French Tarragon Going to Seed
Answered by: Inge Poot
Question from: Rick Cole
Posted on: September 26, 2002

I bought French tarragon plants in April, 2001, from Richters. The plants grew well this year and were harvested in early September. One plant had tiny balls along its stem, similar to what might be seeds. I am curious as to why and what these are. Could this be a Russian tarragon plant, or is this something that happens occassionally, and will it increase with age of the plant? How often should the root ball be separated into smaller plants, and how many from each root?

The plant that had tiny "seed balls" had a different smell, and also, another grower had plants with many of these "seed balls". Her plant’s smell was noticably less appealing than the majority of my plants. I need to avoid this situation.

We find that our plants do produce sterile seed capsules that don’t germinate. We have never investigated if the plants produce a different smell when in flower and seed, but it would be possible, since the insects that attack greenery are different from the ones that attack seeds (e.g. caterpillars vs weevils). The plant produces the smell to repel insects, but since we are not insects we happen to find this particular taste and smell not unappealing.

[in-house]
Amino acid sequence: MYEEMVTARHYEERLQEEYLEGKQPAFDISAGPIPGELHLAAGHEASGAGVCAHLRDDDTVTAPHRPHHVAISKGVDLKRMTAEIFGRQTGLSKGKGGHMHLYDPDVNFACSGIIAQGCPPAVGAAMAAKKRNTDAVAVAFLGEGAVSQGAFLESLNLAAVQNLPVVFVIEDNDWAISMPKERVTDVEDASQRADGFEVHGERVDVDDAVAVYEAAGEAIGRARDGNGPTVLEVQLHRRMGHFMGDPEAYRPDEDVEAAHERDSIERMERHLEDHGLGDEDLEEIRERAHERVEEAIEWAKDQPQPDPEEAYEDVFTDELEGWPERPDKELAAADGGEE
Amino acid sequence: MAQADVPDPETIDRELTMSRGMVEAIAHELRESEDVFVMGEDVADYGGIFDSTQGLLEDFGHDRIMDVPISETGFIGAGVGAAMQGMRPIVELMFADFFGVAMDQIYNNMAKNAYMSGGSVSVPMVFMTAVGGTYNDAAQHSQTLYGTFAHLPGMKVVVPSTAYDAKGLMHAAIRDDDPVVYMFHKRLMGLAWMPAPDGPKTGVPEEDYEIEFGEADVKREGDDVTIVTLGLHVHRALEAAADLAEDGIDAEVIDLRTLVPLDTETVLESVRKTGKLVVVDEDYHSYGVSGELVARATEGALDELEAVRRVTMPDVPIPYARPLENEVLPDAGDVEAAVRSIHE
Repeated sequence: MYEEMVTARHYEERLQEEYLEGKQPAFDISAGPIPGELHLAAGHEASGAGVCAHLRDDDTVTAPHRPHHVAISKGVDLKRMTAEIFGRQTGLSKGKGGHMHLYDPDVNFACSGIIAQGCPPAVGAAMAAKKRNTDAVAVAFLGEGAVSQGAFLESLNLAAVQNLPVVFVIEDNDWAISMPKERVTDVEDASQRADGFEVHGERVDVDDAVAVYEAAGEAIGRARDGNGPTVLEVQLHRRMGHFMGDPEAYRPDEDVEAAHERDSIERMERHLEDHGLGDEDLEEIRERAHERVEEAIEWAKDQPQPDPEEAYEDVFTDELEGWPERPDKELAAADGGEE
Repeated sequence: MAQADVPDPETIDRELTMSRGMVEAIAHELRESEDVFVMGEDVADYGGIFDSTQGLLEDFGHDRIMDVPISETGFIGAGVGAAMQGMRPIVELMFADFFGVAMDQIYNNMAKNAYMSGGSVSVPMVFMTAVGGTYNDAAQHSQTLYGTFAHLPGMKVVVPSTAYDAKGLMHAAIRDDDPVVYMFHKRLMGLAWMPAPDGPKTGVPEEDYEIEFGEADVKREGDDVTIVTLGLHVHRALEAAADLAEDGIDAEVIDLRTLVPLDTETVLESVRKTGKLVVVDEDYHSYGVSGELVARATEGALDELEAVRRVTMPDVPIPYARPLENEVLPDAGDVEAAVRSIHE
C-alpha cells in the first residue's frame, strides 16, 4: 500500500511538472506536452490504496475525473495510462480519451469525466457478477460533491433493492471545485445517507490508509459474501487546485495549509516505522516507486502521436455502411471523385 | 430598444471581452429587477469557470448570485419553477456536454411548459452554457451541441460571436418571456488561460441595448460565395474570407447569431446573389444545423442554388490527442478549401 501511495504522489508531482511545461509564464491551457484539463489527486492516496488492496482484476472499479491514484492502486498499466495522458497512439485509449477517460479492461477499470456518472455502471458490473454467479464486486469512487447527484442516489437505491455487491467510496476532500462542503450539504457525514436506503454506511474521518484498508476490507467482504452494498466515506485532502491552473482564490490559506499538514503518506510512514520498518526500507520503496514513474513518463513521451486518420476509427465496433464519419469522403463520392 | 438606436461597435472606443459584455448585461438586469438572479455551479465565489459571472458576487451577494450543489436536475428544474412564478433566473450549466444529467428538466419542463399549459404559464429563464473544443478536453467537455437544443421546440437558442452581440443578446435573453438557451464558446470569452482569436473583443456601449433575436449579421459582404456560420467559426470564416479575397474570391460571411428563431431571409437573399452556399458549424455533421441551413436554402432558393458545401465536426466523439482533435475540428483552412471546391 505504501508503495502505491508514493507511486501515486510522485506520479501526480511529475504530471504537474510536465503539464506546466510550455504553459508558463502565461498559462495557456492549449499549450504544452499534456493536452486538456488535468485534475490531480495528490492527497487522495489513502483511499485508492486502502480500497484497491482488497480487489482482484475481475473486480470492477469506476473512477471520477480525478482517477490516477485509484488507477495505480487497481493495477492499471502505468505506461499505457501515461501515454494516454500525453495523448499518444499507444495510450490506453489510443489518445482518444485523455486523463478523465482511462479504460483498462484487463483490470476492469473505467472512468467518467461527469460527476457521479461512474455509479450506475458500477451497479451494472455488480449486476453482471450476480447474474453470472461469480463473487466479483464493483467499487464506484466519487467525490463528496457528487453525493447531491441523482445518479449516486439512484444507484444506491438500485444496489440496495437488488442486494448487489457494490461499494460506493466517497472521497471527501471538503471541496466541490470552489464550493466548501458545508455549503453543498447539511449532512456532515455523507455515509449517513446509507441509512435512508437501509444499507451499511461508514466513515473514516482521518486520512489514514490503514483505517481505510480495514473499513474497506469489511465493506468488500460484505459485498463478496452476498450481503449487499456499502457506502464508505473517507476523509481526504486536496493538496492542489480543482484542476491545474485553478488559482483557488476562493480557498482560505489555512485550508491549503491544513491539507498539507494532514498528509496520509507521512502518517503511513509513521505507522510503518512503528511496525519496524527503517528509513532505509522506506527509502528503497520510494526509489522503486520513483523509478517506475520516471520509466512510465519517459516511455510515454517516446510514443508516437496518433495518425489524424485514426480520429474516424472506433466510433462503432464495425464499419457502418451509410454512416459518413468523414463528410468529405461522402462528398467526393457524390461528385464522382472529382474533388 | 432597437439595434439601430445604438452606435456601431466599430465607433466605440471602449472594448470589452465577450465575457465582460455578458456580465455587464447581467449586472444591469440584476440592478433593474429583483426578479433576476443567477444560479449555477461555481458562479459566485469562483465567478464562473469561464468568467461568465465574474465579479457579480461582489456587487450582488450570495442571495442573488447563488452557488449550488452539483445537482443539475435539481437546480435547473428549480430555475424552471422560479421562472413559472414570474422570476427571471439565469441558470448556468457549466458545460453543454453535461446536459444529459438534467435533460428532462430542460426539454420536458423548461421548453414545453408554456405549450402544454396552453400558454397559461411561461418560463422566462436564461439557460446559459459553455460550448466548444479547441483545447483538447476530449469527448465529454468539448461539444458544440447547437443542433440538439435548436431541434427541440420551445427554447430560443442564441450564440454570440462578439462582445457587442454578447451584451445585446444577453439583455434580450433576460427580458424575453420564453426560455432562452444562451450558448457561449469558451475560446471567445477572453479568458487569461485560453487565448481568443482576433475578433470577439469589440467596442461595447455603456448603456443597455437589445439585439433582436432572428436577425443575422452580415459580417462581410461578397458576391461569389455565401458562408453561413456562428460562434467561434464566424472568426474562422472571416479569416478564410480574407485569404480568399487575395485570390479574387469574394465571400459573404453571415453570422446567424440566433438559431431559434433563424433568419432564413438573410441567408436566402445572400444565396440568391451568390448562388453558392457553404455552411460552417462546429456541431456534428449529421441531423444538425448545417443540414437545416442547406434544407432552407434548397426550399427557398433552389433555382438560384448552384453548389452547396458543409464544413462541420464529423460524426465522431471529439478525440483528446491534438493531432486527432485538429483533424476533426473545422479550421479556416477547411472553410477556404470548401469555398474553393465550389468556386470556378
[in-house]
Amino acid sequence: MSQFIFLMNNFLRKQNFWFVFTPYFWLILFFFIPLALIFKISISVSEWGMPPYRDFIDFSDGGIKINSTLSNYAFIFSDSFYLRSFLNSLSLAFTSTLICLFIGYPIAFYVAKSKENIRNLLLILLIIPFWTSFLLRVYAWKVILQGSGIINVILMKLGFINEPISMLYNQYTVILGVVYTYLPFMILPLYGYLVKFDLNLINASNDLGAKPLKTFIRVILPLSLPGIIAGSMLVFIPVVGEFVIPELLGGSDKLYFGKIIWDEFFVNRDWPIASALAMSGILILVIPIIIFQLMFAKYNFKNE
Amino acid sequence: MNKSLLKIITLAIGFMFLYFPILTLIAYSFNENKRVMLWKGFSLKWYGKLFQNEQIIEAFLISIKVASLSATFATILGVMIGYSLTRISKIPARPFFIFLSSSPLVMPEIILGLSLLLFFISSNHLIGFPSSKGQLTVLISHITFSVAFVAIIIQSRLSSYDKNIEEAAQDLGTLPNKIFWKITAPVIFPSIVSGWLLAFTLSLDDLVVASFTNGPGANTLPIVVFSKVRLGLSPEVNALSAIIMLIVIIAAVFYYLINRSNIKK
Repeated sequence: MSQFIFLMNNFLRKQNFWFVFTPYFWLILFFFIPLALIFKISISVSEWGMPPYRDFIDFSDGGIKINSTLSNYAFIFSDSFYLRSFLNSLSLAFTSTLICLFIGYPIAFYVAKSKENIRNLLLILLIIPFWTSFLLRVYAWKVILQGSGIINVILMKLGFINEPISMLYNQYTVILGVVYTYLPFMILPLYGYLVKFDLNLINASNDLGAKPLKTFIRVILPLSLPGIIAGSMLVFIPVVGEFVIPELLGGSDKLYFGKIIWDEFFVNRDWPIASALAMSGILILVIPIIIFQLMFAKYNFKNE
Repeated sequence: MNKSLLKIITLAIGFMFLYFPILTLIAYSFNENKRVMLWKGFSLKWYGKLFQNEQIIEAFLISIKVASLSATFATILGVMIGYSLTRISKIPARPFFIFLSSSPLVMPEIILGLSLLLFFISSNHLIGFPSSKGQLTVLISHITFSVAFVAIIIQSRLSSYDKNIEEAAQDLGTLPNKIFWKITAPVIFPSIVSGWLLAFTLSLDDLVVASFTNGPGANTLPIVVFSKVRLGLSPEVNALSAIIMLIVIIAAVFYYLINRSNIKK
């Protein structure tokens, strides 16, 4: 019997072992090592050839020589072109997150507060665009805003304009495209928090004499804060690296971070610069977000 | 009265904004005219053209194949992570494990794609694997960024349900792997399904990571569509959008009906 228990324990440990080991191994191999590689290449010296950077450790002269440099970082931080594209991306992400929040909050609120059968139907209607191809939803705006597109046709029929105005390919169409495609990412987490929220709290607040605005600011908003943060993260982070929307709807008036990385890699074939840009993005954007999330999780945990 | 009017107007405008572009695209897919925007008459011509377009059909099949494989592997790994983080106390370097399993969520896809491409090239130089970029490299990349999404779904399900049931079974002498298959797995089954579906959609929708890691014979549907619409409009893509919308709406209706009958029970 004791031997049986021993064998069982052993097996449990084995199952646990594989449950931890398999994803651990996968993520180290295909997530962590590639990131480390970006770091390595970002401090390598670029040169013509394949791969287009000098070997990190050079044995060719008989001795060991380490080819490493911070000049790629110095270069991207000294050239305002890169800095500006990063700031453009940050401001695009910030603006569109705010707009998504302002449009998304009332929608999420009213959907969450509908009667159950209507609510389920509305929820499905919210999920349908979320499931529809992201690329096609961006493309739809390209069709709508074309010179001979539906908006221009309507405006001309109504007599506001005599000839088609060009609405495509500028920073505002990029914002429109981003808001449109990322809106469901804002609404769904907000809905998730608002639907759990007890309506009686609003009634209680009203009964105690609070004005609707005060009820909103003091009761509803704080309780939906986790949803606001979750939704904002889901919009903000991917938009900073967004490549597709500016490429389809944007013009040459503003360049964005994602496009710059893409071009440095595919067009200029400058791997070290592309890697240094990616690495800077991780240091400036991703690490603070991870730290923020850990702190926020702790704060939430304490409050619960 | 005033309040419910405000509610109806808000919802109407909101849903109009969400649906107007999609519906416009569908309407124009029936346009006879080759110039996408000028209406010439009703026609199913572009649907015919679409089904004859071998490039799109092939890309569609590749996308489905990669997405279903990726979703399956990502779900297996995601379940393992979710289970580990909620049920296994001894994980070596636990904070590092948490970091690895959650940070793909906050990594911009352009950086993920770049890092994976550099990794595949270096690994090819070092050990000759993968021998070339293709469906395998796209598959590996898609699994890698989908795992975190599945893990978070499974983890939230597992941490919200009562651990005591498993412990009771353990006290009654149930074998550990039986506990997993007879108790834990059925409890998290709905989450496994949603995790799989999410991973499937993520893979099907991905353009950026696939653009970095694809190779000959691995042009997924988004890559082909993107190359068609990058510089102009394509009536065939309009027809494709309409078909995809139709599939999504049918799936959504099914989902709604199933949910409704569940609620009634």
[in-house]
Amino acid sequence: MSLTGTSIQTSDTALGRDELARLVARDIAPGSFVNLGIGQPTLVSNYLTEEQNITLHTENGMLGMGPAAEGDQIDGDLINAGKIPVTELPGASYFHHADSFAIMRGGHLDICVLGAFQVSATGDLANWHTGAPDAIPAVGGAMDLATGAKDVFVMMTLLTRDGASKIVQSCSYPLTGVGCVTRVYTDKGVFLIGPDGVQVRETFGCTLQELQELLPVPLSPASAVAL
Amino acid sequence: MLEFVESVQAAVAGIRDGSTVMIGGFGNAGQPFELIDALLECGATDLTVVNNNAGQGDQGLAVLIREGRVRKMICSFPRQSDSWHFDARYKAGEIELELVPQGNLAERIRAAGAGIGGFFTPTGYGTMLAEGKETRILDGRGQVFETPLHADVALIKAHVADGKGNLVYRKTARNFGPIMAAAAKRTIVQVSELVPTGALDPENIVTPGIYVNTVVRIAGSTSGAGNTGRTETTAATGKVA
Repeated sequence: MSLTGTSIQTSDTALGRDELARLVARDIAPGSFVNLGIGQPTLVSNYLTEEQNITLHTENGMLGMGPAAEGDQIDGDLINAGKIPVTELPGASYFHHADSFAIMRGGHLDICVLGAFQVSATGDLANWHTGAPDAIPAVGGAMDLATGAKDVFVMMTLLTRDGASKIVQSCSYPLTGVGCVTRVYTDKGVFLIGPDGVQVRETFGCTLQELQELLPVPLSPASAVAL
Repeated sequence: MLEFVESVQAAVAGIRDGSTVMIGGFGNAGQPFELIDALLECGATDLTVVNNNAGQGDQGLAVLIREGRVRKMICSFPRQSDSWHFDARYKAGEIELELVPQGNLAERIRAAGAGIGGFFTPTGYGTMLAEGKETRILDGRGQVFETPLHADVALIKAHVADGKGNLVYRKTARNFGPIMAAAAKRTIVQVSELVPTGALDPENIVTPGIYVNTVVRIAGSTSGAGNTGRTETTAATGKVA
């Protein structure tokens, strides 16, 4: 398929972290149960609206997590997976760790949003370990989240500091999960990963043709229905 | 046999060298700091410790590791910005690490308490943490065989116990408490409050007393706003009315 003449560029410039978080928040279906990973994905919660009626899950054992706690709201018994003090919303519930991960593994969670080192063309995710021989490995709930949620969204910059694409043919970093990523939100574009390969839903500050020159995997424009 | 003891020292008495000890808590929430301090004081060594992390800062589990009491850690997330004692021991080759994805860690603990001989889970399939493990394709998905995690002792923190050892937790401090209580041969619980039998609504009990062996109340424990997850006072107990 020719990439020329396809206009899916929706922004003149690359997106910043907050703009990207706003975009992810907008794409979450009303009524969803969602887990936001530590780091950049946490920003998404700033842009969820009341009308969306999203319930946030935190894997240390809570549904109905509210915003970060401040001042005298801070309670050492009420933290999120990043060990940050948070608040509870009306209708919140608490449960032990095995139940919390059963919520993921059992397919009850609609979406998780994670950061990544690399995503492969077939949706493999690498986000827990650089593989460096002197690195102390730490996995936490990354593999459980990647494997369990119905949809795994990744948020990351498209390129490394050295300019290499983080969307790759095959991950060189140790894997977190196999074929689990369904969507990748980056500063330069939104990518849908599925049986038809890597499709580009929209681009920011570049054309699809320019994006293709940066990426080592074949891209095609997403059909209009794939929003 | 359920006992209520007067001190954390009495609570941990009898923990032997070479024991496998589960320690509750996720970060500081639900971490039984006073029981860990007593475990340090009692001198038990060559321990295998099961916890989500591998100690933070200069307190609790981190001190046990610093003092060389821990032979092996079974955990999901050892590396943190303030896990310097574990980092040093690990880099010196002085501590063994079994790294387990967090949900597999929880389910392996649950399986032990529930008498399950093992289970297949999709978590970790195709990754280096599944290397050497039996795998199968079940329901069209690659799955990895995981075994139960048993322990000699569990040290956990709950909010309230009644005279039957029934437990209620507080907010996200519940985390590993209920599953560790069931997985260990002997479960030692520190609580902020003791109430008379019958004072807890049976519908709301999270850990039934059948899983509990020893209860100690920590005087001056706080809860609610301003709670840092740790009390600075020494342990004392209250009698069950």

The sterile seed capsules we see occur at the tips of the branches as would expect for plants that flower and then set seeds. In your case, you are seeing "tiny seed balls" along the stem. We have not seen these and we do not know what is causing them to develop.

That said, it is theoretically possible that a Russian tarragon plant got mixed up with the French plants. That has never happened with our tarragon and we have not received any other complaints, so we think that this possibily is unlikely. If your plant is Russian you can tell the difference between it and the French plants as it will be stronger, more vigorous, and taller. Within a year you should see a big difference in the size and shape of the Russian plant (if it is indeed Russian) and the others.

If you don’t see a big difference in growth habit then something has happened with that particular plant and the possibility of a somatic mutation or possibly an undocumented infection has occurred that interferes with the plant’s ability to produce the essential oils that give tarragon its characteristic scent and flavour.

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